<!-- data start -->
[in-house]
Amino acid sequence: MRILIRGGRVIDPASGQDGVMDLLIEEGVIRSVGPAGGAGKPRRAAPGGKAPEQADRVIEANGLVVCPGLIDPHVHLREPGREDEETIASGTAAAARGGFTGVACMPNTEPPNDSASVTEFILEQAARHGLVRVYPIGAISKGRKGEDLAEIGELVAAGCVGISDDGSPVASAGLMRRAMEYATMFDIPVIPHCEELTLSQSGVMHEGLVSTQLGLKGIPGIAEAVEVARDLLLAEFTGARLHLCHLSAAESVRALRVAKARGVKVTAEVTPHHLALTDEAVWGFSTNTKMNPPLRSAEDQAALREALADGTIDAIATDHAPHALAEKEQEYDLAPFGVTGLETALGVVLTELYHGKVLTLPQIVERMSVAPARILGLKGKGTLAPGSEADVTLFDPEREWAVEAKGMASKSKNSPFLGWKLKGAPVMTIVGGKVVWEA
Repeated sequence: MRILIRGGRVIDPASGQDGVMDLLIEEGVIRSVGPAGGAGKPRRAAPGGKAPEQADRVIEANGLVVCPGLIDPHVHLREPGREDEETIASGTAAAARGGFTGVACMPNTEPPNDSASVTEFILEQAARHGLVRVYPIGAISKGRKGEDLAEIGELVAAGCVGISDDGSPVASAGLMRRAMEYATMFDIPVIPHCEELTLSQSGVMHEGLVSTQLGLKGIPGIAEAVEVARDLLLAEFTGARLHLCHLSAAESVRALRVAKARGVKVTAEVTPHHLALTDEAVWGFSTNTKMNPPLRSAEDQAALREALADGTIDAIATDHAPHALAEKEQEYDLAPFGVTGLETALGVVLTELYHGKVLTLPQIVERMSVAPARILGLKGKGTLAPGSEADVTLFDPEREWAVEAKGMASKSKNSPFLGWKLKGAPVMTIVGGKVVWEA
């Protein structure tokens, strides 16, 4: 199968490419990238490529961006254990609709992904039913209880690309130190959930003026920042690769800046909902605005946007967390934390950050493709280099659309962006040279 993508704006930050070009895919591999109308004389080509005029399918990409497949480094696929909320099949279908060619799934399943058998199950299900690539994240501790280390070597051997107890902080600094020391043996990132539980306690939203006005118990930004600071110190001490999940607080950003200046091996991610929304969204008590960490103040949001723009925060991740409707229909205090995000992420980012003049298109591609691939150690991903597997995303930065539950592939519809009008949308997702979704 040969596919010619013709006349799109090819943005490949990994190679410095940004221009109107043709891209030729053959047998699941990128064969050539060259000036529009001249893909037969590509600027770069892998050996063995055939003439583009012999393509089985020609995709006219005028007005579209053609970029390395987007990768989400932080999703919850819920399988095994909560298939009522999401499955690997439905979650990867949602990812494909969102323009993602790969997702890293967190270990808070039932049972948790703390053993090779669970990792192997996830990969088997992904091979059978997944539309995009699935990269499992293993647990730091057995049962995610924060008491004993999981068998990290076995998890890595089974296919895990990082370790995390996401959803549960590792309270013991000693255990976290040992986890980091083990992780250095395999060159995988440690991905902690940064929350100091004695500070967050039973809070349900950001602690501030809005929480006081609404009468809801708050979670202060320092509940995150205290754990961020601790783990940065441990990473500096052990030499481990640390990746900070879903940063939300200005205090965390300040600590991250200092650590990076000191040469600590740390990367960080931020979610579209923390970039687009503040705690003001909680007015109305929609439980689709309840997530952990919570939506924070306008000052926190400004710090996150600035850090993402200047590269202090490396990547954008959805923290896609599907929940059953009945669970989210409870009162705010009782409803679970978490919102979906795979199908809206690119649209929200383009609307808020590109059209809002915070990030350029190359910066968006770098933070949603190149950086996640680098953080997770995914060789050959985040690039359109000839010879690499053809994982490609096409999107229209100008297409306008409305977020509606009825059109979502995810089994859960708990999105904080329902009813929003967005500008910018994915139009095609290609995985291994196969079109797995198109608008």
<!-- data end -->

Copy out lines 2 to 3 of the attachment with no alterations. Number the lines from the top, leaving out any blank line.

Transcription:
Amino acid sequence: MRILIRGGRVIDPASGQDGVMDLLIEEGVIRSVGPAGGAGKPRRAAPGGKAPEQADRVIEANGLVVCPGLIDPHVHLREPGREDEETIASGTAAAARGGFTGVACMPNTEPPNDSASVTEFILEQAARHGLVRVYPIGAISKGRKGEDLAEIGELVAAGCVGISDDGSPVASAGLMRRAMEYATMFDIPVIPHCEELTLSQSGVMHEGLVSTQLGLKGIPGIAEAVEVARDLLLAEFTGARLHLCHLSAAESVRALRVAKARGVKVTAEVTPHHLALTDEAVWGFSTNTKMNPPLRSAEDQAALREALADGTIDAIATDHAPHALAEKEQEYDLAPFGVTGLETALGVVLTELYHGKVLTLPQIVERMSVAPARILGLKGKGTLAPGSEADVTLFDPEREWAVEAKGMASKSKNSPFLGWKLKGAPVMTIVGGKVVWEA
Repeated sequence: MRILIRGGRVIDPASGQDGVMDLLIEEGVIRSVGPAGGAGKPRRAAPGGKAPEQADRVIEANGLVVCPGLIDPHVHLREPGREDEETIASGTAAAARGGFTGVACMPNTEPPNDSASVTEFILEQAARHGLVRVYPIGAISKGRKGEDLAEIGELVAAGCVGISDDGSPVASAGLMRRAMEYATMFDIPVIPHCEELTLSQSGVMHEGLVSTQLGLKGIPGIAEAVEVARDLLLAEFTGARLHLCHLSAAESVRALRVAKARGVKVTAEVTPHHLALTDEAVWGFSTNTKMNPPLRSAEDQAALREALADGTIDAIATDHAPHALAEKEQEYDLAPFGVTGLETALGVVLTELYHGKVLTLPQIVERMSVAPARILGLKGKGTLAPGSEADVTLFDPEREWAVEAKGMASKSKNSPFLGWKLKGAPVMTIVGGKVVWEA